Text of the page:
Industrial Zen

Industrial Zen

4.0 1
by John McLaughlin
     
 

The ever peripatetic and ever restless John McLaughlin returns again to the electric jazz field that he once commanded in the early '70s, while never quite landing on the same spot where he left off. A few of the familiar components are still whirring away -- the dizzyingly fast and jagged unison themes; the furious interplay with his teammates, whose personnel change… See more details below

Overview

The ever peripatetic and ever restless John McLaughlin returns again to the electric jazz field that he once commanded in the early '70s, while never quite landing on the same spot where he left off. A few of the familiar components are still whirring away -- the dizzyingly fast and jagged unison themes; the furious interplay with his teammates, whose personnel change on every track. But the landscape has changed again: McLaughlin immerses himself deeply into the high-tech digital scenery, programming loops and backdrops (the mood piece "New Blues Old Bruise" is merely a sleeker impression of what Pink Floyd was doing more than three decades before). Those voices you hear on a few tracks are, of course, not real; they're sampled chorus effects as played through a controller of some sort (which anyone can do at home on a Yamaha keyboard these days). Memories of Shakti -- McLaughlin's sporadically recurring Indian experiment -- are hinted at but not recalled in toto as tabla master Zakir Hussain is called upon repeatedly, working himself into a frenzy on the 12-and-a-half-minute tone poem "Dear Dalai Lama." Saxophonist Bill Evans arrives from the 1980s version of Mahavishnu; he knows his way around the McLaughlin mazes of notes as well as anyone, and on the closing passage of "Just So Only More So," he and McLaughlin carry on a touching, conversational dialogue on their instruments. Hadrien Feraud pays effusive, voluble tribute to Jaco Pastorius, not only on the obvious title "For Jaco," but also on "Senor C.S." While Industrial Zen is a reminder to all that McLaughlin remains a formidable electric player in his sixties, the only track that really sticks in the memory is the last, "Mother Nature," with its electronic revolving ostinato and Shankar Mahadevan's keening vocal. Industrial Zen, indeed.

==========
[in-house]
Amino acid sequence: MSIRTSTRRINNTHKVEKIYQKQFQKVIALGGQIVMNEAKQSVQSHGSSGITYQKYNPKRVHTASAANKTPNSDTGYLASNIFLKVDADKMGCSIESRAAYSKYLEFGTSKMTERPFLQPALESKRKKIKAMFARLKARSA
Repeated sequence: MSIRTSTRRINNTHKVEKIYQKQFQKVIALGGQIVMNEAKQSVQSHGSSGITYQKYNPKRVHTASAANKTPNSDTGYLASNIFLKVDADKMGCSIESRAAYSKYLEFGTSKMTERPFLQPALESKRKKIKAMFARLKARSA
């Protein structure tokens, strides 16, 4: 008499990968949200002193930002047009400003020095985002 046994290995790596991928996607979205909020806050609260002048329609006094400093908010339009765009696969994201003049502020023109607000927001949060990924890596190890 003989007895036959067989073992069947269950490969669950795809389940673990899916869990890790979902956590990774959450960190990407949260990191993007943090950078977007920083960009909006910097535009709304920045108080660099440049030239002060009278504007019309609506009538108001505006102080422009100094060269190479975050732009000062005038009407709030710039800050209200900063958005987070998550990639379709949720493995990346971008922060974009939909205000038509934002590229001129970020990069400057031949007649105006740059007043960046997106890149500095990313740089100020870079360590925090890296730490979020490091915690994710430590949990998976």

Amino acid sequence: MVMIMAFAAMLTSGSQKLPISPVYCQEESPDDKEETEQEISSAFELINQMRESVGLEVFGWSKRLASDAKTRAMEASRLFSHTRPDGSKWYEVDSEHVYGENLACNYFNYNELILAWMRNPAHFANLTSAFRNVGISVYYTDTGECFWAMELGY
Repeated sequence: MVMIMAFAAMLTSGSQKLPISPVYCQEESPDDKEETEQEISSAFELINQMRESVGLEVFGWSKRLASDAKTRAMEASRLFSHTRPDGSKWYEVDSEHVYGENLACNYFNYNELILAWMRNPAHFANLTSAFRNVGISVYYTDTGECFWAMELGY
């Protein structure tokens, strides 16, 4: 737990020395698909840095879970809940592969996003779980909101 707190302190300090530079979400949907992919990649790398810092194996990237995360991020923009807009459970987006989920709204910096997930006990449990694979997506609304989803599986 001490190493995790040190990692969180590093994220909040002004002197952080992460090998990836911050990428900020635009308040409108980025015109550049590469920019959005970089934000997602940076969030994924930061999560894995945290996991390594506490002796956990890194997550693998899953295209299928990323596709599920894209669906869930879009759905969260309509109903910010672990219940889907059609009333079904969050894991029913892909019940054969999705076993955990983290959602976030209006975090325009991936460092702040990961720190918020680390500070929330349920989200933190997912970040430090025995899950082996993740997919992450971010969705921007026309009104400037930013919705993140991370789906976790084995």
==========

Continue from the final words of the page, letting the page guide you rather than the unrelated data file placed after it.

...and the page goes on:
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Product Details

Release Date:
08/01/2006
Label:
Verve Fontana
UPC:
0602498393284
catalogNumber:
706602
Rank:
110052

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Tracks

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Album Credits

Performance Credits

John McLaughlin   Primary Artist,Guitar,Chant
Eric Johnson   Guitar
Dennis Chambers   Drums
Vinnie Colaiuta   Drums
Matthew Garrison   Bass Guitar
Zakir Hussain   Tabla
Gary Husband   Drums,Keyboards
Mark Mondesir   Drums
Otmaro Ruíz   Synthesizer
Shankar Mahadevan   Vocals
Ada Rovatti   Soprano Saxophone,Tenor Saxophone
Tony Grey   Bass Guitar
Hadrien Feraud   Bass Guitar

Technical Credits

John McLaughlin   Composer,Producer,drum programming
Matthew Garrison   Engineer
Richard Mullen   Engineer
Otmaro Ruíz   Engineer
David Channing   Engineer
Shankar Mahadevan   Composer
Neil Tucker   Engineer
Christoph Stickel   Mastering

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